Tuesday 24th October 2017 marked a very special evening of music in St. Andrew’s.
Cantate, the Girl Choristers and Choral Scholars of Portsmouth Cathedral, first enhanced the beautiful Anglican Office of Evening Prayer according to the Book of Common Prayer which took place in the church at 4.30pm using the musical responses by Bernard Rose. The Psalm for the evening was Psalm 121: I will lift up mine eyes unto the hills; from whence cometh my help. Magnificat, (or Song of the Blessed Virgin Mary) and Nunc Dimittis (or the Song of Simeon) were to musical settings by Sir Charles Villiers Stanford in C. The Anthem was They that go down to the sea in ships by Herbert Sumsion, based on Psalm 107 vv 23-30.
As observed by St. Andrew’s Director of Music, Earl Moffitt, “Evensong was a great gift to us, with the inclusion of Psalm 121 and that beautiful anthem, so appropriate from Portsmouth and the link to here with the ancient shipwreck museum almost within touching distance of the church, bringing the ancient text right to our doorstep.”
The Chaplain, the Revd Wendy Hough, officiated at the Service, during which three magnificent oak choir pews were dedicated to commemorate the Golden Wedding anniversary of Ian and Linda Smith.
The choir were then royally entertained to a repast served in the Parish Hall before their next appearnce.
This took the form of a Concert in front of a packed audience at which the choir performed A new song by Sir James MacMillan with its inflections of Scottish folk music, Gaelic Psalmody and plainsong. This was followed by Five Mystical Songs by Ralph Vaughan Williams, a lovely set of evocative and beautifully haunting songs with words by George Herbert: Easter; I got me flowers; Love bade me welcome; The Call; Antiphon (Let all the world in every corner sing).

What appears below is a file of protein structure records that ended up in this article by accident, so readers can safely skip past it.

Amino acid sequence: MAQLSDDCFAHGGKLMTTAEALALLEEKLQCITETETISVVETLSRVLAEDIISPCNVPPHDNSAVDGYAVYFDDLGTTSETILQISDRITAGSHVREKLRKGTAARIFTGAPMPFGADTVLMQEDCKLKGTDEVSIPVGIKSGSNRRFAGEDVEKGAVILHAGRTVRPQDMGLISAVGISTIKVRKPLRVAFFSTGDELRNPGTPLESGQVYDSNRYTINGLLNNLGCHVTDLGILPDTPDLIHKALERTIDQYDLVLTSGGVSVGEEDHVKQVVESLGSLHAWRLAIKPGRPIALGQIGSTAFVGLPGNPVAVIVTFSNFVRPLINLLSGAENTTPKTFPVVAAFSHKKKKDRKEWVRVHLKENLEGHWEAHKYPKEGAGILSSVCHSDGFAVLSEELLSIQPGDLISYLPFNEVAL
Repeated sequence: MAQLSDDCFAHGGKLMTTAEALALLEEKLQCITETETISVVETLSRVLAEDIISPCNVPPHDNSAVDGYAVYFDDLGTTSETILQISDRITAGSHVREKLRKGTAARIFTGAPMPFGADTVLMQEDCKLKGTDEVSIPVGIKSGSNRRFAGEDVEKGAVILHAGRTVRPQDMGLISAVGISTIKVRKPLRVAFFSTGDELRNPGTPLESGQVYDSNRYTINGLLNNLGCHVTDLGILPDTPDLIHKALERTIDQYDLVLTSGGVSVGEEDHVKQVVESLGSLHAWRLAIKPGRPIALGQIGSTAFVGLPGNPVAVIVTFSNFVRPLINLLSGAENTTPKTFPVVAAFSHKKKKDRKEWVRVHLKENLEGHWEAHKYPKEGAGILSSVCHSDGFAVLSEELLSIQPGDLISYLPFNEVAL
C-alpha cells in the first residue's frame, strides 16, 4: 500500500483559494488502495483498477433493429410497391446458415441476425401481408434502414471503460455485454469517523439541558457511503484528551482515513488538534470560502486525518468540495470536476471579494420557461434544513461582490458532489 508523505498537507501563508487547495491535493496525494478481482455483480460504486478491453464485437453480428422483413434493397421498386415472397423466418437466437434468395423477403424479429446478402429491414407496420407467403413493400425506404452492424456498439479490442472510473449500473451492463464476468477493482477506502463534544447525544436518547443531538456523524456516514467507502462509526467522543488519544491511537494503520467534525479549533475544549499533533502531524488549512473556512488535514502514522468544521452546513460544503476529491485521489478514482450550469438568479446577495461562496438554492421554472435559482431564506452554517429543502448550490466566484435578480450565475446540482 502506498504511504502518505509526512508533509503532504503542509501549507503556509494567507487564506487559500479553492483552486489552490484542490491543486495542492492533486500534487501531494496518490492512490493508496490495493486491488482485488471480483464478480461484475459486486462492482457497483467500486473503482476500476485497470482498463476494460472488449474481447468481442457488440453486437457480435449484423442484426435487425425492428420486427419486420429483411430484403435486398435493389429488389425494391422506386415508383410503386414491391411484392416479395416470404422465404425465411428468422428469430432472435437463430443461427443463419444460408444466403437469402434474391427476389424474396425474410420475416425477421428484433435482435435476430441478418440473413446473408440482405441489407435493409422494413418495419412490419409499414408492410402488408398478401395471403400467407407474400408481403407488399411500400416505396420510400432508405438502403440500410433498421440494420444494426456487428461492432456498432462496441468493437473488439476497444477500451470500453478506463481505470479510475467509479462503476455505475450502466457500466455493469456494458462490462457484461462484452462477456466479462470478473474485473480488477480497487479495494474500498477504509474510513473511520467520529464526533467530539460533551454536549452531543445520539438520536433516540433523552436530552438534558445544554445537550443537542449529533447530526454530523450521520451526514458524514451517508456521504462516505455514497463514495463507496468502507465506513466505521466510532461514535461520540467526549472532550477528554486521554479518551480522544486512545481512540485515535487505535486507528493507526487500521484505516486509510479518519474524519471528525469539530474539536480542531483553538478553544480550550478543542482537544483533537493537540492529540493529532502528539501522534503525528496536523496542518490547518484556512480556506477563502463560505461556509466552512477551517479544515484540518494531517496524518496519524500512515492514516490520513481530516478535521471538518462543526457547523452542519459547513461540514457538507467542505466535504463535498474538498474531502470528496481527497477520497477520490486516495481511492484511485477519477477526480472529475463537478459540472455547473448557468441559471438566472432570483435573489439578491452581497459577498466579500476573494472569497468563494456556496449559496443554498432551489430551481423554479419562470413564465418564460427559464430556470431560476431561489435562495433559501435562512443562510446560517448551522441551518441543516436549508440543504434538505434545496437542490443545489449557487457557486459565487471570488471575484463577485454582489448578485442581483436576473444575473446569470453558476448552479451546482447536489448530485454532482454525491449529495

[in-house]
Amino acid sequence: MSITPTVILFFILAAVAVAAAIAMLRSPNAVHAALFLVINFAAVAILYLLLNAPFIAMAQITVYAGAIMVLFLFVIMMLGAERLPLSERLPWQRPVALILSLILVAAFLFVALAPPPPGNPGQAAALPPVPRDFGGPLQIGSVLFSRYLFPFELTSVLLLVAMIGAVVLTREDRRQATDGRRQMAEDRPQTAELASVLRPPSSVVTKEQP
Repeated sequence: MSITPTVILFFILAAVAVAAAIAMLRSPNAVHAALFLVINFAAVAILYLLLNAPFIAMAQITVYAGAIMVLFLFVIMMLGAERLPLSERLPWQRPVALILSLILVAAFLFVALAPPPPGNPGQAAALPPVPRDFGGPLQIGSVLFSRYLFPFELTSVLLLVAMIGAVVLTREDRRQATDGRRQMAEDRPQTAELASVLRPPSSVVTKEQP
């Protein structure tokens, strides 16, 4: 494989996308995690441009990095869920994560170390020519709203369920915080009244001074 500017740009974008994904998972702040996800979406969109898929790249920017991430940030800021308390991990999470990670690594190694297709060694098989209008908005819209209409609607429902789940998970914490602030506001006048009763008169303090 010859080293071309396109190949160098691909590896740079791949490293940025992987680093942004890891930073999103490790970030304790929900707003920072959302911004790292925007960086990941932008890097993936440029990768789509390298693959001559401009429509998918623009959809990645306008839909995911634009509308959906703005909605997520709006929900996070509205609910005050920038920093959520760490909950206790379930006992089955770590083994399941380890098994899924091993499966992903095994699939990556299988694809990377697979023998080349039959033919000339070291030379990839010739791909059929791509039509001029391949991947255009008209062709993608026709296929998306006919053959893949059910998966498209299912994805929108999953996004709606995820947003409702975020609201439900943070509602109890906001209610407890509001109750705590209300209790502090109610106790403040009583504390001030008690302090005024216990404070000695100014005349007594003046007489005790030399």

The Cathedral’s organ scholar Ben Banks played Ciacona in E Minor, B160, by Dietrich Buxtehude.
The choir sang Gabriel Fauré’s Cantique de Jean Racine which has all the emotional appeal and refined elegance that one associates with its composer. This was followed by Geistliches Lied, Op. 30 Lass dich nur nichts nicht dauren (Let no sad thought oppress thee) by Johannes Brahms and Ubi caritas by Ola Gjeilo, a piece with a sound at once modern and medieval.
The congregation joined the choir in singing the hymn Angel voices, ever singing, words by Francis Pott (1832-1909) to the eponymous tune written by E.G. Monk (1819-1900) during which an offering for St. Andrew’s Annual Music Week was received .
The Cathedral’s sub-organist Oliver Hancock then played Herbert Howells’ Psalm Preludes Set 1, No. 2.
The choir sang Howard Goodall’s Love divine, followed by O Nata Lux by Morten Lauridsen, a serene a cappella motet celebrating the Redeemer.
The Choral Scholars then sang Good Old Way, a traditional piece arranged by Oliver Tarney, and the Beatles’ Blackbird, arranged by Daryl Runswick.
The final piece was A hymn for St. Cecilia with words by Ursula Vaughan Williams and music by Herbert Howells.
All who attended were delighted at this group of young, talented people, ably led by their Director of Music Dr. David Price. Sincere thanks also to the tour organiser, Nicholas Speller.
During their short stay in Kyrenia the group visited and climbed to the top of Saint Hilarion Castle. We look forward to welcoming them all back at some time in the not-too-distant future to complete their “bag” of Kyrenia Castles by climbing Buffavento and Kantara!